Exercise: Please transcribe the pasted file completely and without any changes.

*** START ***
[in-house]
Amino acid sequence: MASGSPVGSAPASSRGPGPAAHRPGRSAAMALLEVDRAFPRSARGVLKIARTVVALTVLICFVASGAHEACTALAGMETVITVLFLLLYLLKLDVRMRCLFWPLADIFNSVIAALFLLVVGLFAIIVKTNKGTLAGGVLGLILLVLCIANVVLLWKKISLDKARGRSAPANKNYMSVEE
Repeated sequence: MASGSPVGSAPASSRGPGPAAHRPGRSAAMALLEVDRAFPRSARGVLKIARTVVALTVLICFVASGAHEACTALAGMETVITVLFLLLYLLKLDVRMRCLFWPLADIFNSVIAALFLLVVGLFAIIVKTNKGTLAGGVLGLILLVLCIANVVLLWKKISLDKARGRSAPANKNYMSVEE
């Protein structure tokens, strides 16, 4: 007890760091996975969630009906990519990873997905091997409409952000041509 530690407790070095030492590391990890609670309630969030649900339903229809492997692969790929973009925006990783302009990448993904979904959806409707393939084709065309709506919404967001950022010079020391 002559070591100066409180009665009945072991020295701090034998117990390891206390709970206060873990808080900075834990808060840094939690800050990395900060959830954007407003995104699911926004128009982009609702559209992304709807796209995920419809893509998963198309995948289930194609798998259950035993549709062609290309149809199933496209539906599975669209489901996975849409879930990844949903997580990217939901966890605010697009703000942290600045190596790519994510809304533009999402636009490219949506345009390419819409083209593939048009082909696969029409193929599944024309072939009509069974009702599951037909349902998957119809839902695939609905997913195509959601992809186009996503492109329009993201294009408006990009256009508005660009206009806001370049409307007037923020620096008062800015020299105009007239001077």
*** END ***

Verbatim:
[in-house]
Amino acid sequence: MASGSPVGSAPASSRGPGPAAHRPGRSAAMALLEVDRAFPRSARGVLKIARTVVALTVLICFVASGAHEACTALAGMETVITVLFLLLYLLKLDVRMRCLFWPLADIFNSVIAALFLLVVGLFAIIVKTNKGTLAGGVLGLILLVLCIANVVLLWKKISLDKARGRSAPANKNYMSVEE
Repeated sequence: MASGSPVGSAPASSRGPGPAAHRPGRSAAMALLEVDRAFPRSARGVLKIARTVVALTVLICFVASGAHEACTALAGMETVITVLFLLLYLLKLDVRMRCLFWPLADIFNSVIAALFLLVVGLFAIIVKTNKGTLAGGVLGLILLVLCIANVVLLWKKISLDKARGRSAPANKNYMSVEE
């Protein structure tokens, strides 16, 4: 007890760091996975969630009906990519990873997905091997409409952000041509 530690407790070095030492590391990890609670309630969030649900339903229809492997692969790929973009925006990783302009990448993904979904959806409707393939084709065309709506919404967001950022010079020391 002559070591100066409180009665009945072991020295701090034998117990390891206390709970206060873990808080900075834990808060840094939690800050990395900060959830954007407003995104699911926004128009982009609702559209992304709807796209995920419809893509998963198309995948289930194609798998259950035993549709062609290309149809199933496209539906599975669209489901996975849409879930990844949903997580990217939901966890605010697009703000942290600045190596790519994510809304533009999402636009490219949506345009390419819409083209593939048009082909696969029409193929599944024309072939009509069974009702599951037909349902998957119809839902695939609905997913195509959601992809186009996503492109329009993201294009408006990009256009508005660009206009806001370049409307007037923020620096008062800015020299105009007239001077």